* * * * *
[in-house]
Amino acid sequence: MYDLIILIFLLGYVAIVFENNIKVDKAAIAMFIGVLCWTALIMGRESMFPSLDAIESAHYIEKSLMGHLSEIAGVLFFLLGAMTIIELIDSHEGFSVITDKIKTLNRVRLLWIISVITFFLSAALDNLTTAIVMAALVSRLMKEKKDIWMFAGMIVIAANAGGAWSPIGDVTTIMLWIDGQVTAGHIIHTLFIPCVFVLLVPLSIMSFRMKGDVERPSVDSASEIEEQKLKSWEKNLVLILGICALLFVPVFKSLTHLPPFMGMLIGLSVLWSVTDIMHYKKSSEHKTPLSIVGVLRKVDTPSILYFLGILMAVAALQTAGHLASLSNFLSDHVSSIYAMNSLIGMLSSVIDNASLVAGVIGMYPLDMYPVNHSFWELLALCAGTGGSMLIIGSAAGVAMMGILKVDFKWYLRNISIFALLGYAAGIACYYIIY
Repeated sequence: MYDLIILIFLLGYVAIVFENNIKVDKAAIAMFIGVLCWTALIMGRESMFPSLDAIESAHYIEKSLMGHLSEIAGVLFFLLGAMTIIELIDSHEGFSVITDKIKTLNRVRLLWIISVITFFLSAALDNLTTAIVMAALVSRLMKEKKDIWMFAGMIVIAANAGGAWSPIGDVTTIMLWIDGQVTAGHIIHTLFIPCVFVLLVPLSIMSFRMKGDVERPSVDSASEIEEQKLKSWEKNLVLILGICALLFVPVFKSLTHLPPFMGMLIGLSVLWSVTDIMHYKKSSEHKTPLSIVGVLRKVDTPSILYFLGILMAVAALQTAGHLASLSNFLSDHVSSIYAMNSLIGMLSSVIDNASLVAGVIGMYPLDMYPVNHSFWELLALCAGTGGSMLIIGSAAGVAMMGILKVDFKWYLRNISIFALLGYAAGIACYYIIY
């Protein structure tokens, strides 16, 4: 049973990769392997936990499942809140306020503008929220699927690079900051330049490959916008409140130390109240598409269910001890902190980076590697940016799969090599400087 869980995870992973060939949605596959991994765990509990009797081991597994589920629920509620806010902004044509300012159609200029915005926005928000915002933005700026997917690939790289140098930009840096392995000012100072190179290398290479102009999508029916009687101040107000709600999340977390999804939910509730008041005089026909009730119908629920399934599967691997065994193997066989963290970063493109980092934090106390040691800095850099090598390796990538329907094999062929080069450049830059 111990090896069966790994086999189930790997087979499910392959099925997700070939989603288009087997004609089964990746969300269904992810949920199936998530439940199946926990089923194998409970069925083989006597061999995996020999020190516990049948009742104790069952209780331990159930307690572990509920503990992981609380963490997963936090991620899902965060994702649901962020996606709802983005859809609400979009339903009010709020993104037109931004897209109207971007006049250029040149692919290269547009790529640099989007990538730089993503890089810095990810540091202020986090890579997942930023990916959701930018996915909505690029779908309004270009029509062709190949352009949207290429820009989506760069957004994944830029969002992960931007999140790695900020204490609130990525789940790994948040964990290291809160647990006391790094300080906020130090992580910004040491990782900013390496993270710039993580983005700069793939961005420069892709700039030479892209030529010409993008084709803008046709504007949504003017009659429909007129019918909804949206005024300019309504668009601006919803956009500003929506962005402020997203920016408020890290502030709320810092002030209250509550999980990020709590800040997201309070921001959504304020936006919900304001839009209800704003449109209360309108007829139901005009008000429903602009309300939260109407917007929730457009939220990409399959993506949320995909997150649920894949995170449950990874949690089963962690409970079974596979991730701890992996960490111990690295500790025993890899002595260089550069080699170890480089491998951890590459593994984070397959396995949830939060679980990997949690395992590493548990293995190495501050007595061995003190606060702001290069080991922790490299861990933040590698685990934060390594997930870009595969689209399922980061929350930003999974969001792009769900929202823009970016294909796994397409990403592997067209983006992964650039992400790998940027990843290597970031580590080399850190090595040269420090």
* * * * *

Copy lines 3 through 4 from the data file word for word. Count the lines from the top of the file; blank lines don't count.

Repeated sequence: MYDLIILIFLLGYVAIVFENNIKVDKAAIAMFIGVLCWTALIMGRESMFPSLDAIESAHYIEKSLMGHLSEIAGVLFFLLGAMTIIELIDSHEGFSVITDKIKTLNRVRLLWIISVITFFLSAALDNLTTAIVMAALVSRLMKEKKDIWMFAGMIVIAANAGGAWSPIGDVTTIMLWIDGQVTAGHIIHTLFIPCVFVLLVPLSIMSFRMKGDVERPSVDSASEIEEQKLKSWEKNLVLILGICALLFVPVFKSLTHLPPFMGMLIGLSVLWSVTDIMHYKKSSEHKTPLSIVGVLRKVDTPSILYFLGILMAVAALQTAGHLASLSNFLSDHVSSIYAMNSLIGMLSSVIDNASLVAGVIGMYPLDMYPVNHSFWELLALCAGTGGSMLIIGSAAGVAMMGILKVDFKWYLRNISIFALLGYAAGIACYYIIY
């Protein structure tokens, strides 16, 4: 049973990769392997936990499942809140306020503008929220699927690079900051330049490959916008409140130390109240598409269910001890902190980076590697940016799969090599400087 869980995870992973060939949605596959991994765990509990009797081991597994589920629920509620806010902004044509300012159609200029915005926005928000915002933005700026997917690939790289140098930009840096392995000012100072190179290398290479102009999508029916009687101040107000709600999340977390999804939910509730008041005089026909009730119908629920399934599967691997065994193997066989963290970063493109980092934090106390040691800095850099090598390796990538329907094999062929080069450049830059 111990090896069966790994086999189930790997087979499910392959099925997700070939989603288009087997004609089964990746969300269904992810949920199936998530439940199946926990089923194998409970069925083989006597061999995996020999020190516990049948009742104790069952209780331990159930307690572990509920503990992981609380963490997963936090991620899902965060994702649901962020996606709802983005859809609400979009339903009010709020993104037109931004897209109207971007006049250029040149692919290269547009790529640099989007990538730089993503890089810095990810540091202020986090890579997942930023990916959701930018996915909505690029779908309004270009029509062709190949352009949207290429820009989506760069957004994944830029969002992960931007999140790695900020204490609130990525789940790994948040964990290291809160647990006391790094300080906020130090992580910004040491990782900013390496993270710039993580983005700069793939961005420069892709700039030479892209030529010409993008084709803008046709504007949504003017009659429909007129019918909804949206005024300019309504668009601006919803956009500003929506962005402020997203920016408020890290502030709320810092002030209250509550999980990020709590800040997201309070921001959504304020936006919900304001839009209800704003449109209360309108007829139901005009008000429903602009309300939260109407917007929730457009939220990409399959993506949320995909997150649920894949995170449950990874949690089963962690409970079974596979991730701890992996960490111990690295500790025993890899002595260089550069080699170890480089491998951890590459593994984070397959396995949830939060679980990997949690395992590493548990293995190495501050007595061995003190606060702001290069080991922790490299861990933040590698685990934060390594997930870009595969689209399922980061929350930003999974969001792009769900929202823009970016294909796994397409990403592997067209983006992964650039992400790998940027990843290597970031580590080399850190090595040269420090």